• “I know you feel like you have to be strong for other people, but if you ever need to talk to someone, I’m here for you. Day or night.” Remind them that you’re there for them. Continue to remind them. Tell them over and over. And when they say that they know, tell them you know they know, but you want to keep reminding them, just in case.

  • If you can go, attend the funeral and/or memorial. Physically show up. Be there for reals.

“I’m so sorry for your loss.” So simple. So small. But so important.

Long-Term: Things to do or say as time passes

  • Say the dead person’s name. Don’t let the name become taboo or the elephant in the room. Make the person a normal part of conversation. If you don’t know their name, ask.

  • Put important dates in your calendar. Birthdays, anniversaries, death anniversaries, significant holidays: all of these days will be significant to your friend. As an example, since one of my best friends lost her mom a few years ago, I have her mom’s birthday and the death anniversary in my planner so I don’t forget, because I know my friend never will. This is a reminder to me to send her a text, give her a call, or put a card in the mail letting her know I’m thinking about her and that I remember her mom too.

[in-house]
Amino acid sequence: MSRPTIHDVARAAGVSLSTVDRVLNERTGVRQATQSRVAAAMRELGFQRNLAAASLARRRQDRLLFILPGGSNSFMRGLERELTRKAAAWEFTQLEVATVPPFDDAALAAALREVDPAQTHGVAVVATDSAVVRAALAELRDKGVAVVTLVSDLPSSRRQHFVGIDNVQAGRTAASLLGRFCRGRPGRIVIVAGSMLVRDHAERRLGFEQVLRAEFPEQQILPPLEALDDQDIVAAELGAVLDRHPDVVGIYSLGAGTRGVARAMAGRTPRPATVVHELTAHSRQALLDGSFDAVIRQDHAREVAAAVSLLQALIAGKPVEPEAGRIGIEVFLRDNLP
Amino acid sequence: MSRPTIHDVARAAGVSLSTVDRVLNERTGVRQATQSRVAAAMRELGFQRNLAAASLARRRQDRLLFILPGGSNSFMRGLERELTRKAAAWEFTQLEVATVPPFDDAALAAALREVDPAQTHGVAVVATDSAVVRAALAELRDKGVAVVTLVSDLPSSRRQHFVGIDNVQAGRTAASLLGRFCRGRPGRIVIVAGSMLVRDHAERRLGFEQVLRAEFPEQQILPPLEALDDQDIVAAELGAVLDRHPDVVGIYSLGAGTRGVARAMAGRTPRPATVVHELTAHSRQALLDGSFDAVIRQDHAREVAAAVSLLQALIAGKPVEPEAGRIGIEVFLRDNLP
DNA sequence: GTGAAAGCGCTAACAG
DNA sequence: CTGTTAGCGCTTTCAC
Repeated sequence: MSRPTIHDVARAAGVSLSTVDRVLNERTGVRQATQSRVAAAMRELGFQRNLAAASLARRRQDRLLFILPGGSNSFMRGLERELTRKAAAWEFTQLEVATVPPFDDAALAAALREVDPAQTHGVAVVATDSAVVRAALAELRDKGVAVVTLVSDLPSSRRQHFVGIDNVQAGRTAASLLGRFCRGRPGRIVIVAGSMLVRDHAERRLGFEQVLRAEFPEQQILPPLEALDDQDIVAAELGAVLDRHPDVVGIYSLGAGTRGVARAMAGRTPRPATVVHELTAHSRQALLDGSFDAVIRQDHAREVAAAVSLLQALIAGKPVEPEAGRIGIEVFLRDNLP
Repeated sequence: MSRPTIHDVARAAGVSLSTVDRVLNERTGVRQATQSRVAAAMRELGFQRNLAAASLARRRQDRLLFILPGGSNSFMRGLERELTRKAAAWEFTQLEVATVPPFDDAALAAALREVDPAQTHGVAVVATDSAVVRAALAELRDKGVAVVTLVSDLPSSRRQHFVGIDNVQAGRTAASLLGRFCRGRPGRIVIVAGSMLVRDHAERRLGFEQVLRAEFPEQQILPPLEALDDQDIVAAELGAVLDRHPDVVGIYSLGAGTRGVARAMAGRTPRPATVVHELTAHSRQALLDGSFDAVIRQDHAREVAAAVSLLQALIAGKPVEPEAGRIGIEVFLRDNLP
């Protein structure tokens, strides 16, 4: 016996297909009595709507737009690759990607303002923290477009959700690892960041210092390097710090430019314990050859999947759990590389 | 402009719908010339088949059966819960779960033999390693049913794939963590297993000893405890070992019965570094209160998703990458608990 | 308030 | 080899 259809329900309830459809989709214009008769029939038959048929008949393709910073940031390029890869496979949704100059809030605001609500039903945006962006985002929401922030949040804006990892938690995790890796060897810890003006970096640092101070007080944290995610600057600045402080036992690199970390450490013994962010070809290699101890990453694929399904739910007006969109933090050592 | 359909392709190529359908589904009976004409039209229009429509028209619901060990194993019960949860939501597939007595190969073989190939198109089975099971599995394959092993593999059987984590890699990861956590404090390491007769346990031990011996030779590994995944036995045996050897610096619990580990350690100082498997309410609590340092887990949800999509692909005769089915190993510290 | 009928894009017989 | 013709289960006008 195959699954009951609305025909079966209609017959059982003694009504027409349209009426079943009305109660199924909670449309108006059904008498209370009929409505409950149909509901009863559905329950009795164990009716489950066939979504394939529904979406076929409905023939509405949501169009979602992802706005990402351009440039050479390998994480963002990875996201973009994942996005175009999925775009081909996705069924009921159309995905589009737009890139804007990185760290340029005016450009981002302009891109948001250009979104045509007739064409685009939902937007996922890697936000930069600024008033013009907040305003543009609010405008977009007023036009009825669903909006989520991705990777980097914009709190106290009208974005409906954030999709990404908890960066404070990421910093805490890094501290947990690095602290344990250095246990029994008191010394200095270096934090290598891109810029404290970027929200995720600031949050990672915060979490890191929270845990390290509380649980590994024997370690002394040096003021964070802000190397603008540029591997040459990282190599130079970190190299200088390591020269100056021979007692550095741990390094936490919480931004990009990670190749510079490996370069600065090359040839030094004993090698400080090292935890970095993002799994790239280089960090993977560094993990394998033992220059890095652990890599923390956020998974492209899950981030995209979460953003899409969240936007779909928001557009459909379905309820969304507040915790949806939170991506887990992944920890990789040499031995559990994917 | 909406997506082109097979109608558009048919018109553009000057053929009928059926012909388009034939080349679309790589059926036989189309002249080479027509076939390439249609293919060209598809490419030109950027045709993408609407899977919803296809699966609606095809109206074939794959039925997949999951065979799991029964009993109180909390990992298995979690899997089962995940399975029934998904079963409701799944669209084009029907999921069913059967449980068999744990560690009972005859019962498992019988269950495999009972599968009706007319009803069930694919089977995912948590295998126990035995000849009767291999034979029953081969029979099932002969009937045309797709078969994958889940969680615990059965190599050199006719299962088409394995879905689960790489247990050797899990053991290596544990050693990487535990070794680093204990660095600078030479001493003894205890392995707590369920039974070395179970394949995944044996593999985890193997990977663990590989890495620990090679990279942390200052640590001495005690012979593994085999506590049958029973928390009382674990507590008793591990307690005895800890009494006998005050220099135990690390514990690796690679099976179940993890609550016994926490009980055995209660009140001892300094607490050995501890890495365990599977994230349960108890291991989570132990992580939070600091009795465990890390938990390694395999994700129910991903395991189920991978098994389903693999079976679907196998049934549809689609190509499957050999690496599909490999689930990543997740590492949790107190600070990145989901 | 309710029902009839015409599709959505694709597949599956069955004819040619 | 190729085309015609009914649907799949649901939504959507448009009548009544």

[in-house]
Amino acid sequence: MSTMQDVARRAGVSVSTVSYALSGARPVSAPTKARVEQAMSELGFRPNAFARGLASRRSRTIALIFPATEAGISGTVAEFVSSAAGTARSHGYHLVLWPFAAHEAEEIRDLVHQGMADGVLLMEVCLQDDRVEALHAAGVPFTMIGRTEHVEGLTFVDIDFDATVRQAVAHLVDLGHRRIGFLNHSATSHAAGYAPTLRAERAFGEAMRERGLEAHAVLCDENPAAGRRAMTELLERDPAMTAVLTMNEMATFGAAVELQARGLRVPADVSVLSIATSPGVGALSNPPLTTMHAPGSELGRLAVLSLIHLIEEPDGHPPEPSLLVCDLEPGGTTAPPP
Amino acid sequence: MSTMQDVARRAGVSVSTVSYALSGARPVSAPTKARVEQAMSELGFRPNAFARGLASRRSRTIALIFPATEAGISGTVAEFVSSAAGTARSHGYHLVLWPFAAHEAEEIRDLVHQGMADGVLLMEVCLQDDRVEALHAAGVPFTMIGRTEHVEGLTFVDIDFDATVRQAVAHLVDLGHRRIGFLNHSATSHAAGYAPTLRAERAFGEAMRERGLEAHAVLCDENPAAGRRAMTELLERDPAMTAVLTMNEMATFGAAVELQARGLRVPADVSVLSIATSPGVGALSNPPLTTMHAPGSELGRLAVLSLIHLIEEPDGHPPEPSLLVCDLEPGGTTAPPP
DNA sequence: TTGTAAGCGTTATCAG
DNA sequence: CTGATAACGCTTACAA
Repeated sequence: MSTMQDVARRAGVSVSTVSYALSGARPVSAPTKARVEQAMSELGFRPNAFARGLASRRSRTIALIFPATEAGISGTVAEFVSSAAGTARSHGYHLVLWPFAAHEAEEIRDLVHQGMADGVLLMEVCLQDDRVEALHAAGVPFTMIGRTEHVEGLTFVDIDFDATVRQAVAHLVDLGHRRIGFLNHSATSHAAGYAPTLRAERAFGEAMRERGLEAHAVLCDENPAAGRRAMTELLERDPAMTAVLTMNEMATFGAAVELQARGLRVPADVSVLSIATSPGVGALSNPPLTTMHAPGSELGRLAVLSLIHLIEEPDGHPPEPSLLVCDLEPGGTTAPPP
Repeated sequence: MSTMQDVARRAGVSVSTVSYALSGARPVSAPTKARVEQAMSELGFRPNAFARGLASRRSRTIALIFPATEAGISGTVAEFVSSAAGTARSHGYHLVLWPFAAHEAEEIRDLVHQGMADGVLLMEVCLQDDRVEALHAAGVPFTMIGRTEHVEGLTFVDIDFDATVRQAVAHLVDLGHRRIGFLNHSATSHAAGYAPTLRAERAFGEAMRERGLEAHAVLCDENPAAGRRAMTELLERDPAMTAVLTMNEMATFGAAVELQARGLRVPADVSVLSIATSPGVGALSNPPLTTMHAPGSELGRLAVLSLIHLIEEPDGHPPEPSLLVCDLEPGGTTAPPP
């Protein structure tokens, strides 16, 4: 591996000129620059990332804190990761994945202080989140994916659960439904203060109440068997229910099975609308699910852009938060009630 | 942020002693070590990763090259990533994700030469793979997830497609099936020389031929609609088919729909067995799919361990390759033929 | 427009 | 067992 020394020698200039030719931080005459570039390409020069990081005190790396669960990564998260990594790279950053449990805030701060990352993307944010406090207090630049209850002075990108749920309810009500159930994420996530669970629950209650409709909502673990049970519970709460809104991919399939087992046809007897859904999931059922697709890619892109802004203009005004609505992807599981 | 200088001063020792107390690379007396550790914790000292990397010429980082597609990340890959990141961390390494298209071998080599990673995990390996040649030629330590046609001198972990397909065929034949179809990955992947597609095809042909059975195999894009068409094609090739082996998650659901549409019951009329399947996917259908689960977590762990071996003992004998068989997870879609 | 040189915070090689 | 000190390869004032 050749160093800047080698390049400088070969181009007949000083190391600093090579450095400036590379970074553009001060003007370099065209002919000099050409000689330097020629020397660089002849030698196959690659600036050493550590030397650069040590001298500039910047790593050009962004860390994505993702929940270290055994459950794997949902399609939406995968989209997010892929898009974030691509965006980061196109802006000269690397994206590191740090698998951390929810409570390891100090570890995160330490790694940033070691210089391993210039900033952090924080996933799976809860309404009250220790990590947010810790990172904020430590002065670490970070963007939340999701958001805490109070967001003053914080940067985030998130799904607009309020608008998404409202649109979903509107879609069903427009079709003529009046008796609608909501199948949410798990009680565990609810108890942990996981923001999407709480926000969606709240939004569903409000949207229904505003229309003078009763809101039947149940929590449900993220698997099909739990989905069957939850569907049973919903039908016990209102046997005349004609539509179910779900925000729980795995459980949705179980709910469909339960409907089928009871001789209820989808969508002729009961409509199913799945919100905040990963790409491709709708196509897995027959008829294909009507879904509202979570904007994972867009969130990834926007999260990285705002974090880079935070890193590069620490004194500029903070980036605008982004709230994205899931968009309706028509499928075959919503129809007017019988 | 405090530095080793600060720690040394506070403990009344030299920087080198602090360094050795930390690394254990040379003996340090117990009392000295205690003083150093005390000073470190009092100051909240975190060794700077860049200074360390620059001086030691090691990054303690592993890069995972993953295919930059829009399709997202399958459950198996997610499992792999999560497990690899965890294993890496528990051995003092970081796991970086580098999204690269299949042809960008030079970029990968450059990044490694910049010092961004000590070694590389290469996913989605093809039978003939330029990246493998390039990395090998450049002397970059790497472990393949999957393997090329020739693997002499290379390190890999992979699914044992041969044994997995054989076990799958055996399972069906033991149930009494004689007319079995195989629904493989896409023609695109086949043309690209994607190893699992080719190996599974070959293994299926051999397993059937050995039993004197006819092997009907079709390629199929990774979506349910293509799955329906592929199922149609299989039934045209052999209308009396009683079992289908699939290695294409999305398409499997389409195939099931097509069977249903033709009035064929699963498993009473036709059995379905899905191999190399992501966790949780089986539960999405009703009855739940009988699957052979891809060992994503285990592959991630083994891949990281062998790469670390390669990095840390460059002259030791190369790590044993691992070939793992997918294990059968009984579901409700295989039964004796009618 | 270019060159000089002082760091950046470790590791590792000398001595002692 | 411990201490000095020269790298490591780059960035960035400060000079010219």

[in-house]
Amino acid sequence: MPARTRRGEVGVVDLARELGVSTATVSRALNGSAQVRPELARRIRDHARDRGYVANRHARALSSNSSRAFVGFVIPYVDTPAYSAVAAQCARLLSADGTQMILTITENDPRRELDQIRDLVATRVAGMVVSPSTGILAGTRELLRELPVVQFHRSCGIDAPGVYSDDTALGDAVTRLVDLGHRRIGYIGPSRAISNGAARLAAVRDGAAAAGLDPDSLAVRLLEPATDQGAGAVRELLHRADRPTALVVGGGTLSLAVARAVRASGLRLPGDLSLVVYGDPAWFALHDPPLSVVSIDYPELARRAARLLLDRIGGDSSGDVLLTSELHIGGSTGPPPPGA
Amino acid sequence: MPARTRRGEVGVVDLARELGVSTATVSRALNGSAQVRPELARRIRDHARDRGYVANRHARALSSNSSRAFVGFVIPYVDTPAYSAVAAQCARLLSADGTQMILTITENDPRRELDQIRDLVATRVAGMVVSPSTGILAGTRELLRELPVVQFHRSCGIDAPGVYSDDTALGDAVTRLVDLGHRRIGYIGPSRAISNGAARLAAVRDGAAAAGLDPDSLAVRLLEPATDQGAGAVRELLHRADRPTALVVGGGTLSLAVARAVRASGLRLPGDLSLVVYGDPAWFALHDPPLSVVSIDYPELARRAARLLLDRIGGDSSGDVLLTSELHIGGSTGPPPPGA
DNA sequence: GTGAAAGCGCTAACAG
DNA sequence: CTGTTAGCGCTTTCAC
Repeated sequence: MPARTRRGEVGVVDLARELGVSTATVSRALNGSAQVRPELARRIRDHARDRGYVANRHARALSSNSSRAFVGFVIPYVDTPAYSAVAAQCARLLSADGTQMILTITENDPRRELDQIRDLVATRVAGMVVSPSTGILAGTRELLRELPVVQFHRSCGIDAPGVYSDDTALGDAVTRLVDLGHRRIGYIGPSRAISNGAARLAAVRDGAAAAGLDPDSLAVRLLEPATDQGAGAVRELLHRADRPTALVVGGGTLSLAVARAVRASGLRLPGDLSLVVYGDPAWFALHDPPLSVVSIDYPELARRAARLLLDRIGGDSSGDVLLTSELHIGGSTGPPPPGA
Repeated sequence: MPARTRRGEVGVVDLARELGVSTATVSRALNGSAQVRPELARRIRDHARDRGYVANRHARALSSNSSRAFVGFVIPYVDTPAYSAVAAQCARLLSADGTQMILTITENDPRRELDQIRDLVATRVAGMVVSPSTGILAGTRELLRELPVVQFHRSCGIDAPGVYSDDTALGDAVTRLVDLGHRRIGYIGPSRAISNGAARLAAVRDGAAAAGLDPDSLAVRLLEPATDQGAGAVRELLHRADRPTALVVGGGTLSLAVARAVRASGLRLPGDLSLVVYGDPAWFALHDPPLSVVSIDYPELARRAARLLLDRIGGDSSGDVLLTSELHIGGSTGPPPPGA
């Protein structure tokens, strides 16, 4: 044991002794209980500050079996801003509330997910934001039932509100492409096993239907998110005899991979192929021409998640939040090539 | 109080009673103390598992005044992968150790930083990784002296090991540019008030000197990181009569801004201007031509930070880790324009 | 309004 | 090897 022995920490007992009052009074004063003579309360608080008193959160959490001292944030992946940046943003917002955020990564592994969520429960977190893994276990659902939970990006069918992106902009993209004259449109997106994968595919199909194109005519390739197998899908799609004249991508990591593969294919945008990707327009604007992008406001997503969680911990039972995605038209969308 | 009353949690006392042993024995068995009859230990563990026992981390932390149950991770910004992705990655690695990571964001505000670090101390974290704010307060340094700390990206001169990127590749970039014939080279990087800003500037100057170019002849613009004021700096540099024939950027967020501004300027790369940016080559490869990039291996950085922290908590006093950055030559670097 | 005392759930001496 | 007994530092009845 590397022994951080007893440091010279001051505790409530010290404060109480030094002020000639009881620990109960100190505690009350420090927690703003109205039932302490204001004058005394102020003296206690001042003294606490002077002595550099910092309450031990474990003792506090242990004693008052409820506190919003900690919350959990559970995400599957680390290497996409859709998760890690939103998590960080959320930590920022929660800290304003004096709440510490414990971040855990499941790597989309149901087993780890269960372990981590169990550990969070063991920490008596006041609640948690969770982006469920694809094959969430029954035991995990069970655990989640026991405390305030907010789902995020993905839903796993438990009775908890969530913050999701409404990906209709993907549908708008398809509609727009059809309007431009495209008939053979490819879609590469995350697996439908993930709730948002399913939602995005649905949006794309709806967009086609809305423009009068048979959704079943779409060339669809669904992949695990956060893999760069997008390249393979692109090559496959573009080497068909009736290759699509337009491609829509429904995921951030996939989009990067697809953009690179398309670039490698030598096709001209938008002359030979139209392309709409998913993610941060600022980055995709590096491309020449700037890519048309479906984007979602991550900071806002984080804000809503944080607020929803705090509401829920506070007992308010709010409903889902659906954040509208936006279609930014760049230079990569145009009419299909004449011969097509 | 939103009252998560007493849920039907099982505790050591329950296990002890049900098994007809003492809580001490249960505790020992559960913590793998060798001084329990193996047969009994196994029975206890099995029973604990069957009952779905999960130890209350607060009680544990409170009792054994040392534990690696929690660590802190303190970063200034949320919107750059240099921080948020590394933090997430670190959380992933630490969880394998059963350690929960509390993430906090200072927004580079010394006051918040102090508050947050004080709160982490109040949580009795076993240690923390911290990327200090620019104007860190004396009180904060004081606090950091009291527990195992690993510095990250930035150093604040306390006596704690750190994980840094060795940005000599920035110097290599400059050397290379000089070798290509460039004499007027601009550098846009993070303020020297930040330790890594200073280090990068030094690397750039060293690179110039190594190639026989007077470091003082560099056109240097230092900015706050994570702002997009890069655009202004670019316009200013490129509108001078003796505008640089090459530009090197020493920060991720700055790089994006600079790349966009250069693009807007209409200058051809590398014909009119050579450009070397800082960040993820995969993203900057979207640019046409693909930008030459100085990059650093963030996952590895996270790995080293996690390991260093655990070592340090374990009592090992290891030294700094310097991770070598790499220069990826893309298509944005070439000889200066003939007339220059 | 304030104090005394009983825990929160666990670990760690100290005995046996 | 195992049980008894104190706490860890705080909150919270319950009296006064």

• Holidays can be hard, especially the first year. Whether they had a good relationship with the person who died or a negative one, holidays still remind us of family and people who are no longer there to celebrate with us. Send them cards. Send them texts. Invite them to participate in your holiday celebrations so they don’t have to feel alone.  Don’t forget to include days like Mother’s Day or Father’s Day.

  • Milestones can be big reminders of the people we’ve lost. As your friends approach milestones after a loss, (i.e. graduation, new jobs, weddings, babies, etc.) they may grieve in new ways. Listen to what they are feeling, what they are telling you they need, and what they are showing you they need.

  • Share resources. Support groups, books (I recommend Wild by Cheryl Strayed and The Year of Magical Thinking by Joan Didion as great starting points), coping skills, whatever you can think of.

Offer your support. Offer your love. Offer nights of wine and pizza and Pretty Little Liars marathons.

Grief is a lifelong process, not something someone can just “get over.” But also remember that your friends are not broken, they’re grieving, which means it is not something for you to try and fix. Someone with a loss will have that loss as part of their story for the rest of their life, and some days will be harder than others. Offer your support. Offer your love. Offer nights of wine and pizza and Pretty Little Liars marathons. Showing up will make all the difference.



Melissa Gillespie is a high school counselor with a background in bereavement, Harry Potter marathons, and tutu dance parties, with an affinity for all things pizza and Disneyland. She lives in Los Angeles, CA with her husband and can be found online at 


Hannah BrencherComment